NEW ORLEANS — Members of the Zulu Social Aid & Pleasure Club struck a defiant tone Thursday night after members of Take ’Em Down Nola arrived at their doorstep to protest the krewe’s century-old tradition of riders painting their faces black on Mardi Gras Day.

The push by Take ’Em Down Nola for Zulu to change its practice comes as the use of blackface makes headlines around the country after several Virginia lawmakers were found wearing blackface in college photographs.

“We seem to have a group in the city that is stuck in the last century,” Malcolm Suber, one of Take ’Em Down Nola’s organizers, said during a press conference across from Zulu’s North Broad Street clubhouse.

The activity drew the attention of club members who filed outside to face off against those who no longer want them to paint their faces.

“I think they're intelligent men, and I think they're gonna heed to our suggestions to take it off,” said one protester who carried a sign that read “Take It Off.”

“I ain't taking it off,” responded one Zulu member who held face paint in his hand. He and a handful of other members then painted their faces. Minutes later, a brass band rounded the corner at Orleans Avenue, and Zulu members and their friends danced in the street.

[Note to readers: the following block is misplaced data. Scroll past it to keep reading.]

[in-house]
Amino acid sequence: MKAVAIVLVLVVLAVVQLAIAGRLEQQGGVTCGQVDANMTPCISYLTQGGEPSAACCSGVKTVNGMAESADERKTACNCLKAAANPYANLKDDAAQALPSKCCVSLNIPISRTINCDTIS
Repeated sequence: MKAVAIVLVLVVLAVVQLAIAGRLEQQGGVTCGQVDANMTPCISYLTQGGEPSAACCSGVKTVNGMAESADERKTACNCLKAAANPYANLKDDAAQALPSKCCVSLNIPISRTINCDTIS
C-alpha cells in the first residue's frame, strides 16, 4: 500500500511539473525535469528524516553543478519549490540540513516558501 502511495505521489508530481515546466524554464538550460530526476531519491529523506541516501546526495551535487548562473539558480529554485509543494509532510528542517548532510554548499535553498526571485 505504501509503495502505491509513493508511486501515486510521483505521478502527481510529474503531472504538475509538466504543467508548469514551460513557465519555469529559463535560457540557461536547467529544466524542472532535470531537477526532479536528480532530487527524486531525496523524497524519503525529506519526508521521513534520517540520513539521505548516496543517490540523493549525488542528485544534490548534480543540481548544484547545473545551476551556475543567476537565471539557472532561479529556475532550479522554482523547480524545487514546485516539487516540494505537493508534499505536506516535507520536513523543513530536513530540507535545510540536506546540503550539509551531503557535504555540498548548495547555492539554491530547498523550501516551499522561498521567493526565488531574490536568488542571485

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“Don’t mess with Zulu, don’t mess with Zulu,” they chanted at one point as the band played on.

Zulu leaders did not respond Thursday to a request for comment from WWL-TV, but they released a statement last week that was blunt in its view about the practice of its riders painting their faces: “Black makeup is NOT the same as ‘blackface,’” the headline read.

“We think it's a shame Zulu tries to confuse this issue by talking about black makeup instead of blackface,” Suber said. “It's the same thing.”

“Blackface and black makeup are two totally different things,” said City Councilman Jay Banks, who reigned as King Zulu in 2016.

He pushed back against Take ’Em Down Nola’s view, saying that blackface is a “demeaning, disgusting, very hateful thing.”

“That is nothing we have ever participated in. The fact that our makeup is black has nothing to do with what people do when they blackface,” Banks said.

Clarence Becknell, Zulu’s historian, recently told WWL-TV that early krewe members painted their faces black after seeing a traveling show about Zulu warriors in 1909.

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He said that those early members then decided to paint their faces since they were poor laborers who could not otherwise afford masks and as a way to honor the South African Zulu warriors.

“They know good and damn well that this blackface has its roots in minstrelsy, and they are the modern-day minstrels,” Suber said Thursday.

But Banks said the club will not change its traditions “because of somebody else’s delusion.”

“The fact is that the Zulu warrior tribe was one of the strongest on the planet. They beat the British Army,” Banks said. “At the end of the day, there’s nothing subservient (or) buffoonish about that. That is what blackface does. Not what we do. We do totally different things all together.”